Today is Reformation Sunday, a fact that means little to any here but a few churchgoing Protestants of the Calvinist tradition. It’s not a holy day, exactly, but it requires some observance. In our congregation, tradition (that bugaboo of the Reformers) dictates that we invite a bagpiper and eat shortbread, although I personally take great delight from the idea that John Knox must be turning in his grave to have so many women in the pulpits of the Presbyterian church.
Today we talked about John Calvin, about the fact that John Knox wrote the Scots Confession with five other men named John, and the ways in which that could have gone wrong.
Err, that was after the service, after the bagpiper blasted out our brains and we were punch-drunk on shortbread. We were properly reverent when we should have been.
Tomorrow is Halloween, which meant that despite being a woman and not a John, I had to invite approximately 2 bazillion kids (quite a feat in a town of 200 people) into my church this afternoon. Then I cleaned up and came home for a well-deserved a nap.
In the middle of my nap, the church bell rang, not just a little bonk like a pigeon might have crashed into it, but several minutes of bong-bong, bong-bong, bong-bong, long enough for me to hop off the sofa, find my shoes, stumble out of the manse and dash up the office stairs and into the church, while mentally reviewing the list of disasters that might precipitate a bell-ringing. A fire in town? A declaration of war? The president shot?
Our church bell weighs 700 lbs. I can barely ring it if I grab the highest knot in the rope, lift my feet and put my full weight into it. To get it ringing repetitively, bong-bong, bong-bong, requires more strength and more weight than nearly anyone in my congregation has. We usually ring it with the hammer that thunks against it, but that won’t make it go bong-bong, bong-bong, no matter how hard someone pulls on that rope.
The church was empty. There was no doubt; empty buildings are silent in a different way than a building in which someone is hiding. Empty churches are peaceful places. Even the dust motes settle down. Just to be sure, I climbed the stairs to the belltower, in which there’s nowhere for anyone to hide. The bell ropes weren’t swaying. There was no one there.
I went out by the front door, which was locked, and found three little boys milling around the front steps. The ring-leader was, coincidentally, a boy named John. If hellions exist, Johnny must be the prototype, although he has good reason. His mom is a big-time tweaker. His dad makes her homeschool the kids after the school nurse reported them to Social Services because their teeth were rotting out of their heads. The family had a child die under suspicious circumstances. The kids lived in foster care for a while, but now they’re back. Ours is not to reason why; we just feed them, buy them coats and mittens, and call Social Services frequently.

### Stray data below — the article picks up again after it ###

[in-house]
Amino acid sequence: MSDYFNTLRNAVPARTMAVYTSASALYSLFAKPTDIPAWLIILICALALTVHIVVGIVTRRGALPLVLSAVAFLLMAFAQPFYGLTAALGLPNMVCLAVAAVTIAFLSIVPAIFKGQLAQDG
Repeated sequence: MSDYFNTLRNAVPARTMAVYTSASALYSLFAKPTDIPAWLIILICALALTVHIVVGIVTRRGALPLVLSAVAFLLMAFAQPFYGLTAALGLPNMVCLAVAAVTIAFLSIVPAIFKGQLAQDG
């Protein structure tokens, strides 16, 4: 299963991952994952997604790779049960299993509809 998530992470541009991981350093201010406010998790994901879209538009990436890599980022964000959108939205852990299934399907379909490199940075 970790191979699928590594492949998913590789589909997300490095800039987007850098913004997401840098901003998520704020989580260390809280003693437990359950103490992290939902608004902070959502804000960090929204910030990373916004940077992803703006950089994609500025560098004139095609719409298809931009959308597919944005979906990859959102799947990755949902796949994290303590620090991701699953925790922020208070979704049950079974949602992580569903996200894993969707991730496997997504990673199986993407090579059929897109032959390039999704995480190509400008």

We do what we can for Johnny, and it’s not going to be enough.
But Johnny might weigh 70 pounds soaking wet. He hadn’t rung the bell. There was no reason for him to be looking so pale. I’ve shaken him down for all manner of sins and he’s been gleefully unrepentant.
I didn’t have much hope that he’d rat on someone else, but I had to ask: “Who was in there?”
“Preacher dude,” he mumbled.
What preacher dude? (Dunno.) How did you know he was a preacher? (He had on a black dress — which wasn’t all that startling to hear, considering that we’d worshipped that morning with a guy in a plaid skirt.)
Three parishioners arrived, summoned by the bell. Once they realized we had no emergency, they had the same questions I did: What preacher dude? Where did he go?
Johnny didn’t know that, but besides the black dress, the preacher wore two little neckties.
Geneva tabs. Wow. On the other hand, some of us do wear them on Reformation Sunday.
Other congregants arrived. Some searched the church. Some checked the locks.
Some sat on the steps and talked to Johnny and his sidekicks. Had they seen him go in? (No.) Had they heard the bell? (Yeah.) Had they seen him go out? (Yeah.) Out this door? (No.) Out the office door? (Um, no.) Where, then?
Uh, over there. Between those windows.
Where the side door used to be before the kitchen and bathrooms were added — before Johnny’s birth. He couldn’t have known about it. I didn’t, until one of the older members’ eyes grew wide and he blurted out, ‘The old door.”
There was no evidence of it at all. Whoever had matched the lap siding had done an exceptional job, as had the plasterers inside. The steps were long gone. The grass had grown in, which is no small feat in a place where the annual growing season is approximately 27 minutes. The church now sported a well-established flower bed along that wall.
There’s no moral to this story, no way to make sense of it. I don’t know who rang the bell; I don’t know whom the kids saw. He didn’t frighten them, so much as startle them. His presence seems benign.
I do know that in our church history book — which is not something any small child, let alone one of Johnny’s ilk, would ever page through — there’s a picture of a tall man in a black robe and Geneva tabs, dedicating the new church building in 1892.
His name was the Rev. John Ramsay.
And I know that if the bell rings in the middle of the night, I’m out of here.